Devagiri Raja Maha Vihara - Bingiriya
Devagiri Raja Maha Vihara in Bingiriya is one of the ancient temples in Sri Lanka. It is situated in Kurunegala District in the North Western Province. The temple is situated on Chilaw –Kurunegala Road 16 miles off Chilaw and 16 miles off Hettipola. One has to travel about 1.6 km off the main road to reach the temple. Colombo International Airport is within the distance of about one hours drive from the temple.
The history of the temple dates back to about 3rd Century BC. At that time the traders from a nearby boat harbour called Sala Thota (now known as Chilaw ) have passed this place on their way to and from the harbour. According to the legends they have placed a casket of relics for worship in this place which later developed as a temple. The casket according to the legend has sunk into the earth and consequently the place was called Bingiriya- (Bimgiliya – Bingiliya-Bingiriya). Today Bingiriya is known as a centre of government administration.
The stupa and the other buildings in the temple have been built in the third century BC by the traders under the guidance of King Devanampiyatissa. Later King Agbo I (6th century AD) also built a two storied building to the west of the stupa, a shrine with three stone Buddha Statues and a small dome to the East of the Stupa. The Bo Tree which has been planted by that time still exists today. Now ruins of a building (Uposathagara) and some stone Buddha statues can be seen in the temple premises. A ruined brick wall encircles the whole site. In addition King Agbo I has donated a tank and some paddy lands to the Vihara (Temple).
King Parakramabahu I who is well respected for uplifting the agriculture of the country has built some buildings, tanks and ponds. The ancient city of Panduwasnuwara, where he was staying as a prince is 11 kms away from the temple. Although a stone inscription is reported to have been done, Solee invaders have destroyed them. The old Arama has existed until the Kotte Era (11th century AD ) but today only the ruins are visible.
Later, King Keerthi Sri Rajasinghe who ruled from Kandy (18th century AD) has repaired this temple under the supervision of Rev. Saranankara Sangharaja thero and built a shrine on stone pillars equal in structure to the Temple of the Tooth.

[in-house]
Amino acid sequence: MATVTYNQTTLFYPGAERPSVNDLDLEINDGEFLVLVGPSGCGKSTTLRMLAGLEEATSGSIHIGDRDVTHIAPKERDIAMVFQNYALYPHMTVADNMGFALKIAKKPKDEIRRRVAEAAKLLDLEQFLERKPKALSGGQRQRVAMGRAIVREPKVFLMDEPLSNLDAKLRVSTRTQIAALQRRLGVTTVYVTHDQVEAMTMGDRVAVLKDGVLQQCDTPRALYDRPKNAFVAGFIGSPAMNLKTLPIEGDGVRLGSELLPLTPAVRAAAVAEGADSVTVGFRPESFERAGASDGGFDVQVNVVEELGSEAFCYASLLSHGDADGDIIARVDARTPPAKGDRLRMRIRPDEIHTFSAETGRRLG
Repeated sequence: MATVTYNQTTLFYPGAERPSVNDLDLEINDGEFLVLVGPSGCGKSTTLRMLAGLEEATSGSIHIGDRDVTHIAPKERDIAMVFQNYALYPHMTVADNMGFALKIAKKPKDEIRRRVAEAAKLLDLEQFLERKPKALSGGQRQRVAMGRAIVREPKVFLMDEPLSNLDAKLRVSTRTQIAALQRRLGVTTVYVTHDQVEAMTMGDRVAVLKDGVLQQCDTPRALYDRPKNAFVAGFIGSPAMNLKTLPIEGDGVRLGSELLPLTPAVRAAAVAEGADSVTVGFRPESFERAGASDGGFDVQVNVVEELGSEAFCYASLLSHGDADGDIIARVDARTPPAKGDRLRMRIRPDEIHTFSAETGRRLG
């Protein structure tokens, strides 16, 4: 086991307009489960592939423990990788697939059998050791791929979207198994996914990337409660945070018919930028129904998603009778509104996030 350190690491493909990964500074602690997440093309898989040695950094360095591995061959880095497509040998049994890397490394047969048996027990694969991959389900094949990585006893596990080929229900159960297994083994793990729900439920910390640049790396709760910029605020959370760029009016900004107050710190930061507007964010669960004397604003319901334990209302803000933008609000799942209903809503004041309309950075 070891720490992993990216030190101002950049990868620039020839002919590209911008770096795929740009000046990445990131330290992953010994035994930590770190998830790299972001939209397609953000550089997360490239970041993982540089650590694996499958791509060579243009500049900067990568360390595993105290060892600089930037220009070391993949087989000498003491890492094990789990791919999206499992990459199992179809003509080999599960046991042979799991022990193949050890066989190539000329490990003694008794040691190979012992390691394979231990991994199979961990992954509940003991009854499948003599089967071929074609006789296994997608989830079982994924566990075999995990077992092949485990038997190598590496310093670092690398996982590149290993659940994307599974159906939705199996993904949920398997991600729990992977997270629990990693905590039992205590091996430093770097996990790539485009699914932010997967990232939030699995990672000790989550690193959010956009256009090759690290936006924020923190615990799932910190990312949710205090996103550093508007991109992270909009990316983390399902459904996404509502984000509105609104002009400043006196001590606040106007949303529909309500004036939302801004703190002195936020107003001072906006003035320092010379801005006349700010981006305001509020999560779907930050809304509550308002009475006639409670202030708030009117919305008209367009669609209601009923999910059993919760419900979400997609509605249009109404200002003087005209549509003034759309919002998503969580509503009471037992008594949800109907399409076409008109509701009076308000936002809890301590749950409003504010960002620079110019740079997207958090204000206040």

Plan of the Temple.
The site is encircled by an old brick wall. The buildings are situated on a sand courtyard. The neighboring courtyard too contains ruins of some old buildings. The stupa surrounded by Eth Paura (Elephant Wall) is situated towards the North of the site.
The ancient columns where temple bells were fixed is near the Stupa. The columns bear the evidences of Dutch archaeological signs. In the center of the courtyard the shrine can be seen. This is the largest shrine on pillars in the country. In the two storied shrine, the ground floor is meant to be a meeting hall. The upper story, made of wattle and daub has been decorated with beautiful wall and ceiling paintings that reveal the artistic traditions of the area at the time.
In the south of the courtyard (Maluwa) is the Bo Tree, (Bodhi) which is reported to be 2000 years old. In the adjoining compound the archaeological excavations have revealed the existence of some ancient buildings. The Avasa (House of the Clergy) also is situated in the courtyard. The new proposed Avasa is to come up outside the courtyard. The Devala is situated out of the courtyard.
The Land Area
The British Administration has allocated an area of 952 acres of land in deed No. 91160 in 1873. The area is a part of the original land allocated by King Agbo I. The land is now under the ownership of the successful incumbent priests of the temple.
Kolamunu Oya, a branch of Deduru Oya joins the main river close to the temple. Still people get water from this place. The place is called Kinda which is full of fresh water fish like Lula, Ara and Crocodiles. Also Kinda is a good breeding place for inland fish.
Three tanks and 12 ponds, now in ruins can be seen in the temple premises. One end of the premises extends up to Deduru Oya, where natural local aquatic and other plants could be seen. The flora and the sand in the Oya help retain water in the dry season. Now the haphazard sand mining industry is doing much damage to the environmental balance in the area.
Natural Flora and Fauna
About 160 acres of land in the temple land is a natural forest. The illegal fellers of trees and hunters are threatening the existence of the small forest area. A small herd of deer could be seen roaming in the jungle.
Source : http://www.devagirifoundation.org/
Updated February 13, 2007